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Drug insurance: A single-payer pharmacare program would jeopardize coverage quality for 21 million Canadians

Montreal, February 22, 2024 – Imposing a single-payer universal drug insurance plan on all Canadians would jeopardize coverage quality for at least 21.5 million among them, according to a study released by the Montreal Economic Institute this morning.

“All across the country, private drug insurance plans cover more treatments than governmental plans,” explains Emmanuelle B. Faubert, economist at the MEI and author of the study. “If the federal government follows the NDP’s suggestion, all Canadians with access to private insurance will have to content themselves with public insurance and its less generous coverage.”

In the context of their support agreement with the Liberal Party of Canada, the New Democrats are asking the Trudeau government to implement a single-payer universal drug insurance plan in order to continue their support.

Nearly 25 million Canadians have private drug insurance coverage.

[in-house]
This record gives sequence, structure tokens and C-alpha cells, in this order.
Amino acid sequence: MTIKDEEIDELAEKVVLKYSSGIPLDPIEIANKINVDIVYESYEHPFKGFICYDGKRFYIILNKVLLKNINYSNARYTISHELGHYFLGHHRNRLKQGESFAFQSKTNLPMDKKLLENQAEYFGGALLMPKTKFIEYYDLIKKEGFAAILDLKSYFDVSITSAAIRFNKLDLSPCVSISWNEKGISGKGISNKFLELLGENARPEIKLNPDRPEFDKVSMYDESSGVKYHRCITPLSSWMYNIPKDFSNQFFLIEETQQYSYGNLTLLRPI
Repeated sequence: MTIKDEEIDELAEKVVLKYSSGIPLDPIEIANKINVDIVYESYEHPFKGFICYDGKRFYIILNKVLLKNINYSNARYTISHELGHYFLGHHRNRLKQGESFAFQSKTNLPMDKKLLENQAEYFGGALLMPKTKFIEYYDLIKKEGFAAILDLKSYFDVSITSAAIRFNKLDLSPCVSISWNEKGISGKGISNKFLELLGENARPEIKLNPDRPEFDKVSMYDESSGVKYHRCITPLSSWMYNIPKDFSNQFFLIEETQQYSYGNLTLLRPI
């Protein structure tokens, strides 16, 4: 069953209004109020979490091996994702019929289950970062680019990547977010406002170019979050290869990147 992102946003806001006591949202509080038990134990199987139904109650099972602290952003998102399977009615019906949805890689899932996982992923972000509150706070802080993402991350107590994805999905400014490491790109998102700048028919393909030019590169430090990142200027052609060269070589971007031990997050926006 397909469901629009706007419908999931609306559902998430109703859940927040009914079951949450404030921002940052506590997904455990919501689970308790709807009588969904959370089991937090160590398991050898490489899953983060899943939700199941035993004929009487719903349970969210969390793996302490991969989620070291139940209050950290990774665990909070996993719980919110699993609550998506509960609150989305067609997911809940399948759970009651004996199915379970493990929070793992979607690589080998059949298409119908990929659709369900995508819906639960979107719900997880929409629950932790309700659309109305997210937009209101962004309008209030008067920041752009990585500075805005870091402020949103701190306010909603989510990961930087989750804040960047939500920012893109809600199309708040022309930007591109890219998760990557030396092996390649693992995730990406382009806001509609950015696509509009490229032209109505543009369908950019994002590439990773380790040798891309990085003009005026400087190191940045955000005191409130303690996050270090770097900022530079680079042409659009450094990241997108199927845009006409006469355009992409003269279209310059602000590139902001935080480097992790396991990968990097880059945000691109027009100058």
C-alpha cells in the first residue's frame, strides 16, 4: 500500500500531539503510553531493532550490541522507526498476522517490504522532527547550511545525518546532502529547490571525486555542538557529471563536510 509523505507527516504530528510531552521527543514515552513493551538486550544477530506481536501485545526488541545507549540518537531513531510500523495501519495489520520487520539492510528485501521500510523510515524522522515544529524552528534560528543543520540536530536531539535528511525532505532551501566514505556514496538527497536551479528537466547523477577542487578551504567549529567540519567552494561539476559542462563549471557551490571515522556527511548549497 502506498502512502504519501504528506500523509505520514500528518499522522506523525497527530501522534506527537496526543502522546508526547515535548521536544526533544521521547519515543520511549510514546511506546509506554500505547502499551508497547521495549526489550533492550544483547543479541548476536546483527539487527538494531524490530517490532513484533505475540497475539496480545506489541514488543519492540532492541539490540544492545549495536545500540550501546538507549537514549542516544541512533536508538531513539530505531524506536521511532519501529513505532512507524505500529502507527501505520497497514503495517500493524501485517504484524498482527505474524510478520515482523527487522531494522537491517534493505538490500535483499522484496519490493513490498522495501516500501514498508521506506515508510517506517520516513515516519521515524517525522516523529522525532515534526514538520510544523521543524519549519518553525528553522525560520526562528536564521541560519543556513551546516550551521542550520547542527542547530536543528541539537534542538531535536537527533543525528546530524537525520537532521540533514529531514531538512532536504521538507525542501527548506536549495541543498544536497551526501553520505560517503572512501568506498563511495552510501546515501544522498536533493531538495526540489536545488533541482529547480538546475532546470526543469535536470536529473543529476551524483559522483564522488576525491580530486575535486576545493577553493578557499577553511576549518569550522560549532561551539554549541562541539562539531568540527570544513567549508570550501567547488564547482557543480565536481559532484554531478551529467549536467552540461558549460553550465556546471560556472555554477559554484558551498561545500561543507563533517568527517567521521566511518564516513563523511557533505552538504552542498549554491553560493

Between 2018 and 2021, private drug insurance plans covered 51 per cent more drugs on average than public plans. In Quebec, the province with the most generous public coverage, this difference was 59.6 per cent.

The MEI study indicates that even if a public plan as generous as Quebec’s were extended across the country, 21.5 million Canadians would risk seeing the quality of their insurance coverage fall.

The author also emphasizes the repercussions that this could have for drug access.

“When a drug is not covered by any insurance plan in a country, many companies stop distributing it,” says Ms. Faubert. “To the reduced coverage of the public plans must also be added the long approval delays that risk reducing access to drugs.”

The average approval delay for the coverage of a new drug by private insurers is 226 days after its approval by Health Canada. For the public plans, this delay is 732 days.

Of the new drugs launched on the global market between 2012 and 2021, 44 per cent are distributed in Canada, but only 20% are covered by a public plan.

“If the federal government’s goal is to provide drug insurance coverage to the 2.8 per cent of the population that are not eligible at the moment, there are better ways of going about it,” concludes Ms. Faubert. “Threatening the quality of drug coverage enjoyed by over 20 million Canadians, as a single-payer plan would, is not the right way to do it.”

The MEI study is available here.

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The MEI is an independent public policy think tank with offices in Montreal and Calgary. Through its publications, media appearances, and advisory services to policy-makers, the MEI stimulates public policy debate and reforms based on sound economics and entrepreneurship. 

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